Creating a Budget: Step-by-step guide to the process

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by Mike Kupferer

It’s time for many youth ministries to turn in their budgets for the next year. The economy is tough, and churches are feeling the crunch, too.

The most important thing to remember when working on your youth ministry budget is that the money is not your own personal spending money. It is God’s money, and your youth ministry is a steward of it. The money has been given to the church (or directly to the youth ministry) by other people as an offering for the furthering of God’s Kingdom. Before you spend any of that money, make sure you remember the reason people gave it. Also remember the fact that people have sacrificed to give that money to your ministry.

Think about the value and necessity of the things you are adding to the budget. It is crucial in this part of the process to stop and refocus yourself on being a good steward. Ask yourself questions like, What is necessary? Can we find something equivalent for less? Is that a good use of our money? Is the money better spent on something else? Taking extra time on this step can help you avoid regret down the road.

Elements of Financial Stewardship

Don’t allow yourself to get caught up in spending money just because you have money to spend. You are a steward of this money, and people trust you to spend it wisely. Making quick decisions is not being a good steward. Throwing money into something you do not need is not being a good steward. Buying something just to look cool is not being a good steward.

Being a good steward of your youth ministry budget will look different for your ministry than it will for mine or for the ministry down the street. Only your youth ministry team knows what is truly needed and what is just a “want.” Spend time in prayer asking God to give you wisdom with your budget. Talk about your budget with your team, allowing each person the chance to voice his opinion about how to be the best stewards of the youth budget. (Each person will have her own personal bias as to where the money is spent, and it is the youth minister’s responsibility to discern what is best for the ministry as a whole.)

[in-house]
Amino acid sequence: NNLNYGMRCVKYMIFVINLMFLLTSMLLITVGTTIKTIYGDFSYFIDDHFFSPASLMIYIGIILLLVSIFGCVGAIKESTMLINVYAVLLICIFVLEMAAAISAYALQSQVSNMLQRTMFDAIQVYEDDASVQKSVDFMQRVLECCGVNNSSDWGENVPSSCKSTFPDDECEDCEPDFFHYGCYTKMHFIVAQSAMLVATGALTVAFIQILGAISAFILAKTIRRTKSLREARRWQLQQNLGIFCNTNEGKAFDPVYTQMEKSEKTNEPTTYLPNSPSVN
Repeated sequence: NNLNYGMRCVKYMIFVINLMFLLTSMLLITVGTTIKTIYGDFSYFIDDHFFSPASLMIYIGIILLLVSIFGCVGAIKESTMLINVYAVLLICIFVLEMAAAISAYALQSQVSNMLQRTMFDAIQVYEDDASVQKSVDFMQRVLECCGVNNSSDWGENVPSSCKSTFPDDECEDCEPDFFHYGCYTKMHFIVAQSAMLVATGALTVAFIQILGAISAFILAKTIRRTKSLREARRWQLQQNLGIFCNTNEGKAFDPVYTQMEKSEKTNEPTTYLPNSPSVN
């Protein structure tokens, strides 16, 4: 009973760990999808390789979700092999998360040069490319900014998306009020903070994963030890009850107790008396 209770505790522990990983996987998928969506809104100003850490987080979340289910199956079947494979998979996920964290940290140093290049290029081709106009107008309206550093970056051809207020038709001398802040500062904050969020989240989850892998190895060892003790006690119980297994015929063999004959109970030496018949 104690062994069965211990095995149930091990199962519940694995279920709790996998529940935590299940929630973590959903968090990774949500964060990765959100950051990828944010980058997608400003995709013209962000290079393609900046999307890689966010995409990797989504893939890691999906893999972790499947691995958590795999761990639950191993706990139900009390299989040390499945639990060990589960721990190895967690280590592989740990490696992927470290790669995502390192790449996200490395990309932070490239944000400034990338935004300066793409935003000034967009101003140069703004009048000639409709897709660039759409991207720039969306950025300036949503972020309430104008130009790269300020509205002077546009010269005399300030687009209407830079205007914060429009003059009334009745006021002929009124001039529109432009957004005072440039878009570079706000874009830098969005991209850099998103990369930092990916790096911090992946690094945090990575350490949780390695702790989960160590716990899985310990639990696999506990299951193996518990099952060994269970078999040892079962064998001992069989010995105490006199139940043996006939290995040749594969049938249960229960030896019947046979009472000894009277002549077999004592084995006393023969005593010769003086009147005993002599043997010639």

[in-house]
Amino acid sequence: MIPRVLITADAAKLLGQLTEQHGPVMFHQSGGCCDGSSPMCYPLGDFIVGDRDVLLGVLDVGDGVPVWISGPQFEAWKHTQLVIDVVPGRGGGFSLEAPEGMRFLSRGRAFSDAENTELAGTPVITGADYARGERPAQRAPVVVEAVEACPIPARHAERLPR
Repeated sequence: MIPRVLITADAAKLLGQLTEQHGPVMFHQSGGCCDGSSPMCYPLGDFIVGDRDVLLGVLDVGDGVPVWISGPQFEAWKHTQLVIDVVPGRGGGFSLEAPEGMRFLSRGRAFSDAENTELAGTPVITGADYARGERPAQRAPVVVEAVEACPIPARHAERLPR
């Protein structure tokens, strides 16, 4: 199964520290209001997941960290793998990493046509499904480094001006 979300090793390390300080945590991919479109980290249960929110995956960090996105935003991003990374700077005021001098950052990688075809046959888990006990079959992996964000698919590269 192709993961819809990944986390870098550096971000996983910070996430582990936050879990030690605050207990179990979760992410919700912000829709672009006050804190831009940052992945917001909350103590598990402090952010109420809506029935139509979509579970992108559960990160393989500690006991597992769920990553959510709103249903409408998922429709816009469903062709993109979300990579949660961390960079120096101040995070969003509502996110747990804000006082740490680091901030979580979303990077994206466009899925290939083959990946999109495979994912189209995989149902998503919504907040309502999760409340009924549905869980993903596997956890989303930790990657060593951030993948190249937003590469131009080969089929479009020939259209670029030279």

Being a good steward can also mean you “reduce/reuse/recycle” within your ministry. Is there curriculum you can rework and use again? Can you rearrange classes to better use the space you have? Does food have to be served at each event? Where can you reduce your spending? What materials can you reuse? What materials/ideas can you give away to other ministries?

As you begin thinking about your budget and what it means to be a good steward, keep in mind these Scriptures:

Categorizing the Budget

Take the time to put the budget together—don’t rush it, or you might leave out something important. There are the obvious categories, like food for your gatherings, the costs associated with events, camps, and retreats throughout the year, and the mundane things like classroom materials—pens, markers, crayons, paper, etc. But what about these…?

Curriculum

Curriculum includes books and materials, for both teachers and students, for any learning environment your ministry offers. If you buy curriculum, don’t let the curriculum determine what you teach—let your lesson scope and sequence determine your curriculum. Know what topic or Scripture you want to cover and look for curriculum that matches that topic. Once you have found an assortment of choices, take the time to look over each one. Evaluate, compare, and determine which one works best for your situation. Be mindful of the students and the teachers; don’t just pick the one you like best or the one that happens to be the newest material available.

There are advantages and disadvantages to buying curriculum. You save time by not researching and writing the lesson yourself, the material is written by someone who is more knowledgeable about the topic than you, and it usually comes with classroom helps and handouts. However, the author of the material doesn’t know your class structure, students, or your teaching style.

One of the biggest continuous expenses that any youth ministry will incur is teaching material. Not only do companies offer the teacher material, but you can also buy student booklets. If you use books for small groups, then you have to buy every student a book so they can read it. When it’s time to reorder your lesson material for next quarter, think twice about just ordering like you always have. Maybe the youth ministry needs to spend its money in a different area for now.